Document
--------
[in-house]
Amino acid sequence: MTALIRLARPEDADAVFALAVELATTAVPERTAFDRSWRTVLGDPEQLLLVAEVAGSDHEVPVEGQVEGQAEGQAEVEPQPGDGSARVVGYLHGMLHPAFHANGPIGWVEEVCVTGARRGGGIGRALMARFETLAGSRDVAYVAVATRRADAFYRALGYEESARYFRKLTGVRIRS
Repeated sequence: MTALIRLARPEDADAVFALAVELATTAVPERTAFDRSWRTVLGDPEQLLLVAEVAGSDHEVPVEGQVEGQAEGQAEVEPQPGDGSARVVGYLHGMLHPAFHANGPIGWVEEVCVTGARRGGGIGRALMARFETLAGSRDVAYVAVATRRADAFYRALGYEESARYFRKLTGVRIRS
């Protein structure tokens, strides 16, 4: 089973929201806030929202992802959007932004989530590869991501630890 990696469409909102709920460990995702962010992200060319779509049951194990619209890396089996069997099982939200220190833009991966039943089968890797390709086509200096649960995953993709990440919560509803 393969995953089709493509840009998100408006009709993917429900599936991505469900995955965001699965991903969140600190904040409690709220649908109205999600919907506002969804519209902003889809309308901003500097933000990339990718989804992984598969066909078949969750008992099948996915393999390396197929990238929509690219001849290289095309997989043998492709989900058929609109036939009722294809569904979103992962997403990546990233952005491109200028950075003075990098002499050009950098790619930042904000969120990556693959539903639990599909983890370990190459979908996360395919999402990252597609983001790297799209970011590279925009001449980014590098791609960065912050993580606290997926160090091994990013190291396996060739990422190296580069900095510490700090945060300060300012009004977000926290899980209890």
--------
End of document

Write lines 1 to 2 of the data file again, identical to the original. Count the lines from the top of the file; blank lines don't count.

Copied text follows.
[in-house]
Amino acid sequence: MTALIRLARPEDADAVFALAVELATTAVPERTAFDRSWRTVLGDPEQLLLVAEVAGSDHEVPVEGQVEGQAEGQAEVEPQPGDGSARVVGYLHGMLHPAFHANGPIGWVEEVCVTGARRGGGIGRALMARFETLAGSRDVAYVAVATRRADAFYRALGYEESARYFRKLTGVRIRS